Energy of activation – Walking through the struggle

I study chemistry, and I see a correlation between a chemistry concept and walking through a struggle in depression.   In a chemical reaction, there is something called the “energy of activation.”  It is the energy that is necessary for a reaction to proceed.  In the diagram below, is the large hump or hill between the initial state and the final state.  So if I relate that to depression, it is the struggle that I go through to perform a particular task.  Now, I’ve realized it’s not about the task.  For example, it does not matter if the task I’m trying to achieve is getting out of bed, going to a meeting, going to work, going to the gym, or achieving a lofty goal.  It’s about the energy of activation, or the difficulty of the struggle that matters. When I am in severe depression, the energy of activation required for me to get out of bed is immense.  It may feel impossible at times!  Now that I am not in a depression, that task is not a struggle for me.  It has a low activation energy.  In other words, it’s easy for me at this time.

So why does this matter?  Because I used to (and still can) compare myself to others and ask myself the question “how does that person do this or that so easily?  How come it’s so hard for me to get out of bed but so easy for someone else?”  This concept of activation energy helps me realize that everyone has struggles.  And if I focus on how to get through the struggle, then I am focusing on the solution.  I also realize that at different points in my life, the activation energy for the same task can be VERY different.  This also tells me that I can and should give myself credit for getting through the struggle, no matter what the task is!!  Because what matters is getting over that hump.

So how do we do that?  It boils down to our thinking, doesn’t it?  If I feed myself positive thoughts, such as “this is possible,” “I can do it,” “I’ve had successes is the past, so I can do it again,” “I am capable and I am worth it,” then I’m going to get into action and take baby steps up the hill.  But if I think negative thoughts (or choose to stay with those negative thoughts, since in my case my default thinking is negative) then I am going to walk myself right down that hill and stay stuck at the bottom.  Sometimes I need to think positive thoughts that will get me to call someone else and ask for help or motivation.  It’s okay to get help – it’s easier to climb that hill together!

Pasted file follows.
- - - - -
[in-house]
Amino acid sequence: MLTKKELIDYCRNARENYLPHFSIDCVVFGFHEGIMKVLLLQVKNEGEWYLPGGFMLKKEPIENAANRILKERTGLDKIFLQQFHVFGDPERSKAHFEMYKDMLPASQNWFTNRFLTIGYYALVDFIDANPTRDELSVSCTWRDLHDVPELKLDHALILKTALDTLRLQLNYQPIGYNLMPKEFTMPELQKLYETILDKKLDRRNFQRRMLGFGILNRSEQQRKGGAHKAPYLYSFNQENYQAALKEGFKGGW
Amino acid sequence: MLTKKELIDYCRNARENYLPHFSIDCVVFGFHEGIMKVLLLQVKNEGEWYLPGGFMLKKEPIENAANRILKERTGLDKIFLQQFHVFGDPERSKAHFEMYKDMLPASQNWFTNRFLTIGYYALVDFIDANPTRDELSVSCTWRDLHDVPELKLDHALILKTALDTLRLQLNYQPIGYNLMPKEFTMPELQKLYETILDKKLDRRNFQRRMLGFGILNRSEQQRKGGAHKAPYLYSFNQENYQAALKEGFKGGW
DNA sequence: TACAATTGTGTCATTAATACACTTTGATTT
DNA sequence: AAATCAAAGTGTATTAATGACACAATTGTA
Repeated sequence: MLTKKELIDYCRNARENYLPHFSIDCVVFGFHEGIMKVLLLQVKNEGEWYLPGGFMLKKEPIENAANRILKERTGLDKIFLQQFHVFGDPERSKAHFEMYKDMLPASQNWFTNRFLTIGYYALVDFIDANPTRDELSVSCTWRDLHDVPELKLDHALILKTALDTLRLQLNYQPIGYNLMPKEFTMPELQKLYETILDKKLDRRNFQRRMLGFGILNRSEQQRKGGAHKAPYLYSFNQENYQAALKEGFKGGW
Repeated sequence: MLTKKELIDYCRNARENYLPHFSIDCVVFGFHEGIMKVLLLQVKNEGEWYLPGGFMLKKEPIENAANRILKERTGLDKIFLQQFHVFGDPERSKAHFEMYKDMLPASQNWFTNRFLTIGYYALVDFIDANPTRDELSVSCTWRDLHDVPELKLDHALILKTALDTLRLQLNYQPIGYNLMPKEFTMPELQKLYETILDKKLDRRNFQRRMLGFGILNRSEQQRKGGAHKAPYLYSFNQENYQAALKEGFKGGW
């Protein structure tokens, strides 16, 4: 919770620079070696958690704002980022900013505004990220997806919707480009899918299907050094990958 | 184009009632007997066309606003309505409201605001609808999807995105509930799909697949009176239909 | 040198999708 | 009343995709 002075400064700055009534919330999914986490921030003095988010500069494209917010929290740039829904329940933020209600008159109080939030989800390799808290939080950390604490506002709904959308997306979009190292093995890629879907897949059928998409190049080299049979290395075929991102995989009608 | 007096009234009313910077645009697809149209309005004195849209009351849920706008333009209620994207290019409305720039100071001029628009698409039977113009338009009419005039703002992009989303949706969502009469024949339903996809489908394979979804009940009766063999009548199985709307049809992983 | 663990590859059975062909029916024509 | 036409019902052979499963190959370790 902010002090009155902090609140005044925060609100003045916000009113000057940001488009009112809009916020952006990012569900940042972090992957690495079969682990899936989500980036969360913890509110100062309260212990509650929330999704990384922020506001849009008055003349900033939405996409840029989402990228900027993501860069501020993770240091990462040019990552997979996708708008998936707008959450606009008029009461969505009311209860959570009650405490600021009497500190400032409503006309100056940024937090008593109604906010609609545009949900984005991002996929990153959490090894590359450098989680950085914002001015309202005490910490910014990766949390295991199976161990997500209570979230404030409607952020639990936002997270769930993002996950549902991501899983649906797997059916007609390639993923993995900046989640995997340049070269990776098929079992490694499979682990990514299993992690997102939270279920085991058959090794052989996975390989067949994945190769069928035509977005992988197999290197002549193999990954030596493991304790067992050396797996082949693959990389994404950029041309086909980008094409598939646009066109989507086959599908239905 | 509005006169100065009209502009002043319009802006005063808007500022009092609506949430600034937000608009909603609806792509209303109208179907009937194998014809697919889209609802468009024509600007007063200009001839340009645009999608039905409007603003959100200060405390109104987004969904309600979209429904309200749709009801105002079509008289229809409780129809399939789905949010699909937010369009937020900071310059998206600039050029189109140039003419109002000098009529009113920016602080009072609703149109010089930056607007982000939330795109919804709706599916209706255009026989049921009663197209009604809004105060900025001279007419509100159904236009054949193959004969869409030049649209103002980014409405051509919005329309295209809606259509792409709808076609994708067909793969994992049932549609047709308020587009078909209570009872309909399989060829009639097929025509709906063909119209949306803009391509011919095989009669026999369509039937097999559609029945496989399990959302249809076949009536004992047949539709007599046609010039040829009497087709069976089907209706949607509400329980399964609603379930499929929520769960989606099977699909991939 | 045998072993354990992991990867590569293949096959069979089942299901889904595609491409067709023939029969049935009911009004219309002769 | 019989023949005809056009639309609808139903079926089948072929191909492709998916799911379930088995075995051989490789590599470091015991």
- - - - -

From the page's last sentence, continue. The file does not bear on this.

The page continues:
I’m realizing that when I focus on giving myself credit for overcoming that struggle, then I’m helping myself.  If I tell myself, “oh, it’s no big deal.  All I did was get out of bed today.  That doesn’t really count as a success,”  then not only am I saddening myself, but I’m also being dishonest with myself!!   Because overcoming the energy of activation for that task was critical and a major achievement!!  And best of all, at the end of the task, I’m in a better place than where I started.  So just for today, I am going to give myself credit for walking though the struggle – no matter how big or small the task.

Resentment is the number one offender

What’s your problem? One problem that many of us have is that we are riddled with resentment. How do I come to that conclusion? It’s found in the AA Big Book (remember that Depressed Anonymous is based on the model pioneered by Alcoholics Anonymous).